What is the Euclid Space Telescope?
Euclid is a space telescope launched by the European Space Agency (ESA) with NASA as a partner. Its mission is to explore dark matter and dark energy, which are believed to constitute about 95% of the universe.
What are the first images from Euclid?
The first images include the Horsehead Nebula and span four areas of the universe. They showcase the telescope's capability to observe billions of galaxies, some as far as 10 billion light-years away.
What did the images reveal?
The images showed the Perseus cluster, containing 1,000 galaxies 240 million light-years away, and over 100,000 other galaxies. These observations support the existence of dark matter due to the organized structures and movements of galaxies that can't be explained by visible matter alone.
What is dark matter?
Dark matter is a hypothetical substance that influences the rotation of galaxies and the formation of massive structures in the universe. It's invisible and detectable only through its gravitational effects.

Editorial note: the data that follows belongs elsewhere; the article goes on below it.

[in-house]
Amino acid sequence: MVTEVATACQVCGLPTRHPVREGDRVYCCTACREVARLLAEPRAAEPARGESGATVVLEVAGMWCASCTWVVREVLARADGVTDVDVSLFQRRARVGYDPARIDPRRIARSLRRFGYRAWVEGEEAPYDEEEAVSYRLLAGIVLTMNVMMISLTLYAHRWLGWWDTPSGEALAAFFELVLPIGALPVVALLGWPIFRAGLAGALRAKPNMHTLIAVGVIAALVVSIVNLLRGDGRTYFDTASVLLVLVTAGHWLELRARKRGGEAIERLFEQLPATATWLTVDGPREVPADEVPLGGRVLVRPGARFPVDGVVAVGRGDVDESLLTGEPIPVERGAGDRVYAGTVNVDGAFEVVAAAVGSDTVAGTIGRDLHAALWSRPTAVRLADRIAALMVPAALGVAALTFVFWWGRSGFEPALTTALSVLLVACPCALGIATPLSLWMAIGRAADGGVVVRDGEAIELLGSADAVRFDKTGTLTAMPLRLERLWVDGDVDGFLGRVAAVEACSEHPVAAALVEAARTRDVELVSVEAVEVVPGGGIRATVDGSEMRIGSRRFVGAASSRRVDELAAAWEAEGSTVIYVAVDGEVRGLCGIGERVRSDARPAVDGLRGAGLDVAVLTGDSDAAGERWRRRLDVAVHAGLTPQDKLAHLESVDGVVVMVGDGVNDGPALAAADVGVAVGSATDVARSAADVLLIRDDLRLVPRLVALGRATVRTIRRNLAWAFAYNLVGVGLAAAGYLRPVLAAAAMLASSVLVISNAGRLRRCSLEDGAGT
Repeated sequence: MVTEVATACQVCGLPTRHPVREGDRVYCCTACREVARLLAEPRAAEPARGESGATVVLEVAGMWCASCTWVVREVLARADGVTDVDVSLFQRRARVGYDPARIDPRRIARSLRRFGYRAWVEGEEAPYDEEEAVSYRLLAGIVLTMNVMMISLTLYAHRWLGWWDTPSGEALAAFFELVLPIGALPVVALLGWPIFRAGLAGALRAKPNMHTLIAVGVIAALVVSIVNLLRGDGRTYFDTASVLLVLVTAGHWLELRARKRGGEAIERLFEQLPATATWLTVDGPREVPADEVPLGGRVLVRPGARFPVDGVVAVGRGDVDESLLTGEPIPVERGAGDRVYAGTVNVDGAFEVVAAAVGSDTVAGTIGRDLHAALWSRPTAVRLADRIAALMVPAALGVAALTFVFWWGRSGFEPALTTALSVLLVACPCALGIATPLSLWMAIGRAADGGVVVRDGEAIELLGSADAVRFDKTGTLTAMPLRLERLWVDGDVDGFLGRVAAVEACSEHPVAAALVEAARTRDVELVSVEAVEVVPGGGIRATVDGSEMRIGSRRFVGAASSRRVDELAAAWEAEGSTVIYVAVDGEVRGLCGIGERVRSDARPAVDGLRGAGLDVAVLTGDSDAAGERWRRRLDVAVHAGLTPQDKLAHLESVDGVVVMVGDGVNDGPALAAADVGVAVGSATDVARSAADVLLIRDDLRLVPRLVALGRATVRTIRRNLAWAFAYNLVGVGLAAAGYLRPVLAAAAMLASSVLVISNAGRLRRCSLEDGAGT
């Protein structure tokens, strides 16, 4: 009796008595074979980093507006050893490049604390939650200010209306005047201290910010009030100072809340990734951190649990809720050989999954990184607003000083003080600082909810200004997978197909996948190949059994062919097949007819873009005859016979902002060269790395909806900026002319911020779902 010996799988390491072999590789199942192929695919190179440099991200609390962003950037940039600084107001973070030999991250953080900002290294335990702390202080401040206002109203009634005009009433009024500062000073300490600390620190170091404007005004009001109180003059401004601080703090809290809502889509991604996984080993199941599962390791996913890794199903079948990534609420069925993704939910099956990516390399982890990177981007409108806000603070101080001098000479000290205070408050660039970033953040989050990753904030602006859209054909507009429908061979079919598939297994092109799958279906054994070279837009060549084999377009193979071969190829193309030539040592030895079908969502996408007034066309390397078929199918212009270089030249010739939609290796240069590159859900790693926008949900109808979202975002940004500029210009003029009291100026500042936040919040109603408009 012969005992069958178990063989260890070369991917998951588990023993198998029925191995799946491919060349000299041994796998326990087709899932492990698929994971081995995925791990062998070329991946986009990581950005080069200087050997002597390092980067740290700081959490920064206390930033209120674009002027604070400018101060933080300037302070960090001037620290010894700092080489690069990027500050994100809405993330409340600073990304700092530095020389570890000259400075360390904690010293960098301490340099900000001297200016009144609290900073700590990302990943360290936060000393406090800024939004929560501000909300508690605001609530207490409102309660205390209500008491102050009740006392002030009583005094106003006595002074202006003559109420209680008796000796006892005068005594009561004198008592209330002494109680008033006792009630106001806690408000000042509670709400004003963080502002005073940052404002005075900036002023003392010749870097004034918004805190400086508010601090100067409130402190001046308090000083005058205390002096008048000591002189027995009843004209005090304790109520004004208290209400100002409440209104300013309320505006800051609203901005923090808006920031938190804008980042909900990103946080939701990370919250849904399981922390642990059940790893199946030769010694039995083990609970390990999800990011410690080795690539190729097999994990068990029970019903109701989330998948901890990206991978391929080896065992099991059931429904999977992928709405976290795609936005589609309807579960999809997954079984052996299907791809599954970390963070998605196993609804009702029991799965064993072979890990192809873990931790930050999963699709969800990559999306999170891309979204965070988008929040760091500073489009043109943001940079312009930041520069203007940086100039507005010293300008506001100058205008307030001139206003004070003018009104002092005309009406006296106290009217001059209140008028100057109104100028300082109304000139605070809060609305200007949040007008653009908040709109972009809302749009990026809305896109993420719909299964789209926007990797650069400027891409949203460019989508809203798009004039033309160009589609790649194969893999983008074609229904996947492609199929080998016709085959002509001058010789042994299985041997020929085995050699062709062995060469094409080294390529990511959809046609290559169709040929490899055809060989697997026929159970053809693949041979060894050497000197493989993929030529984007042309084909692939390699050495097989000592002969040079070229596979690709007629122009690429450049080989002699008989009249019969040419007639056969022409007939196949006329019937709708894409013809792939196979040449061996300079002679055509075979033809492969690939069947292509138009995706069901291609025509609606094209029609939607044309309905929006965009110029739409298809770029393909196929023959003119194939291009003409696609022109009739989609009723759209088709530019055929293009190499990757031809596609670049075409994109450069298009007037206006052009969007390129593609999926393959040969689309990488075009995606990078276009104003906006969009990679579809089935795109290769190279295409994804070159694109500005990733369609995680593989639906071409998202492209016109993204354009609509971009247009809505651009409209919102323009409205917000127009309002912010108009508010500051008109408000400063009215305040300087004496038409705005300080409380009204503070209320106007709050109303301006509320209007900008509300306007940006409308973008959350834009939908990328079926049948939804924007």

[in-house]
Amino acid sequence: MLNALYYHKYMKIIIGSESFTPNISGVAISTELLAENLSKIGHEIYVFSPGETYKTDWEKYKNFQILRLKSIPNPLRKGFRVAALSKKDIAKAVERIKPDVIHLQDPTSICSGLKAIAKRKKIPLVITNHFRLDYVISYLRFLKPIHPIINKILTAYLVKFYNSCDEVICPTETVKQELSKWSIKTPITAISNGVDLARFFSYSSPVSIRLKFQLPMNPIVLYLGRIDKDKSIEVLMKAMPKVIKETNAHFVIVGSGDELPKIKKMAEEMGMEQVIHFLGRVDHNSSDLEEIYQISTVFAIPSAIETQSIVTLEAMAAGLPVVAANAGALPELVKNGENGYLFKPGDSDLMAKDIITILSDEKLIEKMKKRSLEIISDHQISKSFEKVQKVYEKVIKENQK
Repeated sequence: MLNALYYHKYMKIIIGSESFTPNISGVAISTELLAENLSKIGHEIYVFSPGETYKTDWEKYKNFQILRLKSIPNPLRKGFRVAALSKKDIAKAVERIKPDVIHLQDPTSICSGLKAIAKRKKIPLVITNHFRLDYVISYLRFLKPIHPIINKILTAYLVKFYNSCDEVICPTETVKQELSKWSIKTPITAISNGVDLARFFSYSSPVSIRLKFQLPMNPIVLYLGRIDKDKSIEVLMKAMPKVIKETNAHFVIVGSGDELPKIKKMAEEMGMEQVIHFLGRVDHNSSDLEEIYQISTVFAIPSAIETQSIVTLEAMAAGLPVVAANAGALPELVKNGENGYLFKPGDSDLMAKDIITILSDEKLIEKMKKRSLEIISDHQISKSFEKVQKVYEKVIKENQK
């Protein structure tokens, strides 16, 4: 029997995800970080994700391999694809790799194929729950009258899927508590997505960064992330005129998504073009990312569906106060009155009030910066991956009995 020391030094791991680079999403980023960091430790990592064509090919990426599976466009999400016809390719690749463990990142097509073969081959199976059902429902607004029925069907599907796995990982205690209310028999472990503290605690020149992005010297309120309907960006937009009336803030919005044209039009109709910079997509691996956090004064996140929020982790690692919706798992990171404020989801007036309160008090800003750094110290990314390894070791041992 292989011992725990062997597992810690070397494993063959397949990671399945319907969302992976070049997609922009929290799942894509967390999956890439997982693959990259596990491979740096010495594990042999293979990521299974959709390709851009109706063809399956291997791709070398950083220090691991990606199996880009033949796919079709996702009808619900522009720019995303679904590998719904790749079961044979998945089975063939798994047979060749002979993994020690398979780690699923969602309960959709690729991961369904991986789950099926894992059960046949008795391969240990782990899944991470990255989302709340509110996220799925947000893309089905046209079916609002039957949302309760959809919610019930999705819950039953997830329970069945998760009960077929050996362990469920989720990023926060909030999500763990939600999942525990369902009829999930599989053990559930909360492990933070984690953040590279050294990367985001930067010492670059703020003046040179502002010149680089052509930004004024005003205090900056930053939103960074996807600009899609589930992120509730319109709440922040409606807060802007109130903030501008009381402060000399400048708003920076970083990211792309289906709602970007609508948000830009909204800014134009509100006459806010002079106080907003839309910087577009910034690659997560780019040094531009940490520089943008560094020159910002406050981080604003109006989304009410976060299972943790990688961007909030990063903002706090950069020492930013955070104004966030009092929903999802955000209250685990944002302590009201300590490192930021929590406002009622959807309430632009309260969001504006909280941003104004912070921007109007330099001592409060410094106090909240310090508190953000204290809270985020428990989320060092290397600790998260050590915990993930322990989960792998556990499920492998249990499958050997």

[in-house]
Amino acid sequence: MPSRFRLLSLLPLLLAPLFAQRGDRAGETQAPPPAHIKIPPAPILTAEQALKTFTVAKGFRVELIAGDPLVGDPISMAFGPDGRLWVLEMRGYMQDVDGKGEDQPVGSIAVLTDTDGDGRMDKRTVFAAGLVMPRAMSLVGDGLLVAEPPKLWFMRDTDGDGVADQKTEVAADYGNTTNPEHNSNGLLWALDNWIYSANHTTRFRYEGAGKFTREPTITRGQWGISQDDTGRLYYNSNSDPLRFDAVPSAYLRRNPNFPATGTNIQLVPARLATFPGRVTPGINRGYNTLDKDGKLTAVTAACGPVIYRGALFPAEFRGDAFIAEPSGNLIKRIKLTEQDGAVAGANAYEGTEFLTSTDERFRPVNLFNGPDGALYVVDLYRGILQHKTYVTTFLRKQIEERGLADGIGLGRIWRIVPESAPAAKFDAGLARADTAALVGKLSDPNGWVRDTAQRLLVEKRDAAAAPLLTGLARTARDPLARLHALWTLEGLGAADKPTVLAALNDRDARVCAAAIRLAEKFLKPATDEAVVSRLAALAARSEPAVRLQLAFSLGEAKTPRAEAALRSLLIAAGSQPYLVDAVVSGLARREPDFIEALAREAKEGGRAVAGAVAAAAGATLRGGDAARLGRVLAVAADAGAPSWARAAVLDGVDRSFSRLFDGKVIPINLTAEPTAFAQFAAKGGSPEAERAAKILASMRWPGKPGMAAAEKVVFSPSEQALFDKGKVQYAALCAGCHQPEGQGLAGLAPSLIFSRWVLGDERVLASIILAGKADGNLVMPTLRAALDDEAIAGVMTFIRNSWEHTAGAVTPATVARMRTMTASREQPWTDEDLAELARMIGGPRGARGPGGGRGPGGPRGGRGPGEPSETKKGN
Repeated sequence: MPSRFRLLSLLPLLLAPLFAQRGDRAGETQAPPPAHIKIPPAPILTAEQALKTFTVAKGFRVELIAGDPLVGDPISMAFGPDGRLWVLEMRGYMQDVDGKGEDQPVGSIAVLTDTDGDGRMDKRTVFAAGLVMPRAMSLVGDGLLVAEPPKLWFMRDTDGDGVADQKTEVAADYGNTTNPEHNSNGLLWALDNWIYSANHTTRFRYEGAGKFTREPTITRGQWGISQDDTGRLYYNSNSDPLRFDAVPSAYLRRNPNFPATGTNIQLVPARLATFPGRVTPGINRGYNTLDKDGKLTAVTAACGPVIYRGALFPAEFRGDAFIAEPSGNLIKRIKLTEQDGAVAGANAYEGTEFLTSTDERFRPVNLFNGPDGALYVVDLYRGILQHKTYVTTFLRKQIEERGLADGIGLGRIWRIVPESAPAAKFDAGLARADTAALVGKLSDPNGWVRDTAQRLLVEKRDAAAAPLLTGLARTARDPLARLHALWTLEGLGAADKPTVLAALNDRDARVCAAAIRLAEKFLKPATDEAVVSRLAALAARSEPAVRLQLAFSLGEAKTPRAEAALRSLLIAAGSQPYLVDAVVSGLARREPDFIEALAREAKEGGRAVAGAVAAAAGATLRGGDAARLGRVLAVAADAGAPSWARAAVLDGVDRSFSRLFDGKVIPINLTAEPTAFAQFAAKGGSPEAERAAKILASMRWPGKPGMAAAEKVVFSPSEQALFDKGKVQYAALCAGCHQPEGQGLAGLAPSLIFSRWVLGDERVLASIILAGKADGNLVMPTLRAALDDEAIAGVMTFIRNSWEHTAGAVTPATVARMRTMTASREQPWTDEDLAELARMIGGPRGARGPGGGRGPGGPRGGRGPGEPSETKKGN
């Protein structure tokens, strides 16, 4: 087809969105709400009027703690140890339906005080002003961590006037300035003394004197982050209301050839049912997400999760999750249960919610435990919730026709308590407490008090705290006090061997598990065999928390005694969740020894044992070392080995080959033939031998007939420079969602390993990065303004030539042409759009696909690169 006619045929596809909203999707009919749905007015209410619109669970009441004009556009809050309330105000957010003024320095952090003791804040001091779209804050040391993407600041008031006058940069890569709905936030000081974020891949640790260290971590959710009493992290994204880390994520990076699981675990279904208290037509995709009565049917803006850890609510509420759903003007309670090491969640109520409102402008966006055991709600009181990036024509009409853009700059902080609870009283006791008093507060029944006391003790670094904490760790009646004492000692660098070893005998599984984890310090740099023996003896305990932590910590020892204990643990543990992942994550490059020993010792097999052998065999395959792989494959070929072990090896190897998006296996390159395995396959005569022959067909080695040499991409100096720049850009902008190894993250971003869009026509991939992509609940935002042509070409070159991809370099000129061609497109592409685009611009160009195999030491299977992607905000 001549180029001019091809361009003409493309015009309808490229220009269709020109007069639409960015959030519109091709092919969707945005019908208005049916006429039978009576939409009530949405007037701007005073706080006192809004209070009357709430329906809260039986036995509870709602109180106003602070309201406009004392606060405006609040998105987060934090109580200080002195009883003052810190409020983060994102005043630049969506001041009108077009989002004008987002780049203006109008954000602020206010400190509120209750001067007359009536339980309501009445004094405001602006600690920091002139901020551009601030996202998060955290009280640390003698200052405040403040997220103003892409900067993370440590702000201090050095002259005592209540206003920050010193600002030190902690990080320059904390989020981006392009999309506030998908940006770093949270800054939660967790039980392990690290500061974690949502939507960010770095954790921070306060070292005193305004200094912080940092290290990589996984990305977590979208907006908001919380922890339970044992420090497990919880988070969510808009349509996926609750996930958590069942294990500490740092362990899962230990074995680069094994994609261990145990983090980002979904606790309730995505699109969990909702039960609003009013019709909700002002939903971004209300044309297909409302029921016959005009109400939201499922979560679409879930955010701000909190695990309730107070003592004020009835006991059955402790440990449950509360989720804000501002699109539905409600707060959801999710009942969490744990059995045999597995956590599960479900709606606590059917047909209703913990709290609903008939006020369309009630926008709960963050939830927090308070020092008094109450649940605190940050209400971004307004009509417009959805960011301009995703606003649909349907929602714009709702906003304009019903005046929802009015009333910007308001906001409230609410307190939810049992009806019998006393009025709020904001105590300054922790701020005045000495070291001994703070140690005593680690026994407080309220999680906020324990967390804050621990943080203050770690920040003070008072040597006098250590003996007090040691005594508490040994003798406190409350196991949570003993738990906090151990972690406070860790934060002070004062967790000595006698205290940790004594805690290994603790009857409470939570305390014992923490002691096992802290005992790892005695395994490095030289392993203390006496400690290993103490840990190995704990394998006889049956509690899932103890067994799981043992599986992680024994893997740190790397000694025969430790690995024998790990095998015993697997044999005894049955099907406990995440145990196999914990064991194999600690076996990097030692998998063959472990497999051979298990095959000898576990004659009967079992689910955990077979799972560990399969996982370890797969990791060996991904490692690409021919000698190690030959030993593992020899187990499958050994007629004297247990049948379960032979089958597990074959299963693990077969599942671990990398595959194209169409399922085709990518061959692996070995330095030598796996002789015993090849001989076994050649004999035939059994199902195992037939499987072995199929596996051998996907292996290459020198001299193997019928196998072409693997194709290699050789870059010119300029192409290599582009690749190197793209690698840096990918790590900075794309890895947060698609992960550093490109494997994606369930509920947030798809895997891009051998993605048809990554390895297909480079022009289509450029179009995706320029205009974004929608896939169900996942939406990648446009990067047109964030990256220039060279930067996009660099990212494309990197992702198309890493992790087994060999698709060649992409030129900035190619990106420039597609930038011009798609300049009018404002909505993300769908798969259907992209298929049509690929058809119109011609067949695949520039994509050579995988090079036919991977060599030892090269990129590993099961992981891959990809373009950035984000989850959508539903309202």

What is dark energy?
Dark energy is a mysterious force discovered in the 1990s. It's believed to be responsible for the accelerating expansion of the universe, a concept that led to a Nobel Prize in 2011.
What will Euclid do next?
Euclid will create a 3D map covering about a third of the sky to detect variations caused by dark matter and energy. This will help scientists understand galaxy formation and distribution.
How long will the Euclid mission last?
The mission is designed for six years, with a potential extension of six months. Euclid operates from a stable position in solar orbit, 1.5 million km from Earth at the Lagrange point 2 (L2).
What else did Euclid capture?
Other images include an irregular galaxy, thought to be a building block of the universe, and a spiral formation known as the “Hidden Galaxy”, similar to the Milky Way but usually obscured by light and dust.
Why is this mission important?
By studying dark matter and energy, Euclid aims to deepen our understanding of the universe's structure, origins, and evolution.